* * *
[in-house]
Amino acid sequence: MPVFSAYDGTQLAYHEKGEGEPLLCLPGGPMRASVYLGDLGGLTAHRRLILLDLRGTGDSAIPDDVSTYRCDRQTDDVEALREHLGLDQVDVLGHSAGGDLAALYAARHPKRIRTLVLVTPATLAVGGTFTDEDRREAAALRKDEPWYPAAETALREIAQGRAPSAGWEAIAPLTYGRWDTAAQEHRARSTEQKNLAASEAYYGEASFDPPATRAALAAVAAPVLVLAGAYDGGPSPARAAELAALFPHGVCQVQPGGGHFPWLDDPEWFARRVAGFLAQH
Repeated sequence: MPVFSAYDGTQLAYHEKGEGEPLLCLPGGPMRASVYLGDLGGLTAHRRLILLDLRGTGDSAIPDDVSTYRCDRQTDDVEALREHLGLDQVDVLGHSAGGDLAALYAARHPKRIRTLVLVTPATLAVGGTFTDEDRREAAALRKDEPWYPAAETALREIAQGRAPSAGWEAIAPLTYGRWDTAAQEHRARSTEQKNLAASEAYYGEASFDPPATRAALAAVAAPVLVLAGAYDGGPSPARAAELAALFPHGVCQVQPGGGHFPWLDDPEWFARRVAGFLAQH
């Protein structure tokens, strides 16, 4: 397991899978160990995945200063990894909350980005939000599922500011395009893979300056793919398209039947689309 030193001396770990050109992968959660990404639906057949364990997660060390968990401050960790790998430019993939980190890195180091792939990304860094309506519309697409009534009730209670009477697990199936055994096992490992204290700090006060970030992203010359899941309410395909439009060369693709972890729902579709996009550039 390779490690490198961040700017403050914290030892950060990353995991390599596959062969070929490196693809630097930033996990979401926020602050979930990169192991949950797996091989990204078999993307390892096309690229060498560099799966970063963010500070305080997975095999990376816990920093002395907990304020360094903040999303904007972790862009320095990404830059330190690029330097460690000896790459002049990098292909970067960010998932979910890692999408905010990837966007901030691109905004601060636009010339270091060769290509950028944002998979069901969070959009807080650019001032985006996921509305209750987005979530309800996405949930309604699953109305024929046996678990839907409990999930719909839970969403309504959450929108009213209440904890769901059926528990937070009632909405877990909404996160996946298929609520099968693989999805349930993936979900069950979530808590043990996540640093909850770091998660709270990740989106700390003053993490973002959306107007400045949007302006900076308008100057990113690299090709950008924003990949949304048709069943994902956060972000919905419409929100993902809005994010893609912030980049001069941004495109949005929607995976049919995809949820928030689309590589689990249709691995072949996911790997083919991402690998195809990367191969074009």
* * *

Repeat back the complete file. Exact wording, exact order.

[in-house]
Amino acid sequence: MPVFSAYDGTQLAYHEKGEGEPLLCLPGGPMRASVYLGDLGGLTAHRRLILLDLRGTGDSAIPDDVSTYRCDRQTDDVEALREHLGLDQVDVLGHSAGGDLAALYAARHPKRIRTLVLVTPATLAVGGTFTDEDRREAAALRKDEPWYPAAETALREIAQGRAPSAGWEAIAPLTYGRWDTAAQEHRARSTEQKNLAASEAYYGEASFDPPATRAALAAVAAPVLVLAGAYDGGPSPARAAELAALFPHGVCQVQPGGGHFPWLDDPEWFARRVAGFLAQH
Repeated sequence: MPVFSAYDGTQLAYHEKGEGEPLLCLPGGPMRASVYLGDLGGLTAHRRLILLDLRGTGDSAIPDDVSTYRCDRQTDDVEALREHLGLDQVDVLGHSAGGDLAALYAARHPKRIRTLVLVTPATLAVGGTFTDEDRREAAALRKDEPWYPAAETALREIAQGRAPSAGWEAIAPLTYGRWDTAAQEHRARSTEQKNLAASEAYYGEASFDPPATRAALAAVAAPVLVLAGAYDGGPSPARAAELAALFPHGVCQVQPGGGHFPWLDDPEWFARRVAGFLAQH
């Protein structure tokens, strides 16, 4: 397991899978160990995945200063990894909350980005939000599922500011395009893979300056793919398209039947689309 030193001396770990050109992968959660990404639906057949364990997660060390968990401050960790790998430019993939980190890195180091792939990304860094309506519309697409009534009730209670009477697990199936055994096992490992204290700090006060970030992203010359899941309410395909439009060369693709972890729902579709996009550039 390779490690490198961040700017403050914290030892950060990353995991390599596959062969070929490196693809630097930033996990979401926020602050979930990169192991949950797996091989990204078999993307390892096309690229060498560099799966970063963010500070305080997975095999990376816990920093002395907990304020360094903040999303904007972790862009320095990404830059330190690029330097460690000896790459002049990098292909970067960010998932979910890692999408905010990837966007901030691109905004601060636009010339270091060769290509950028944002998979069901969070959009807080650019001032985006996921509305209750987005979530309800996405949930309604699953109305024929046996678990839907409990999930719909839970969403309504959450929108009213209440904890769901059926528990937070009632909405877990909404996160996946298929609520099968693989999805349930993936979900069950979530808590043990996540640093909850770091998660709270990740989106700390003053993490973002959306107007400045949007302006900076308008100057990113690299090709950008924003990949949304048709069943994902956060972000919905419409929100993902809005994010893609912030980049001069941004495109949005929607995976049919995809949820928030689309590589689990249709691995072949996911790997083919991402690998195809990367191969074009």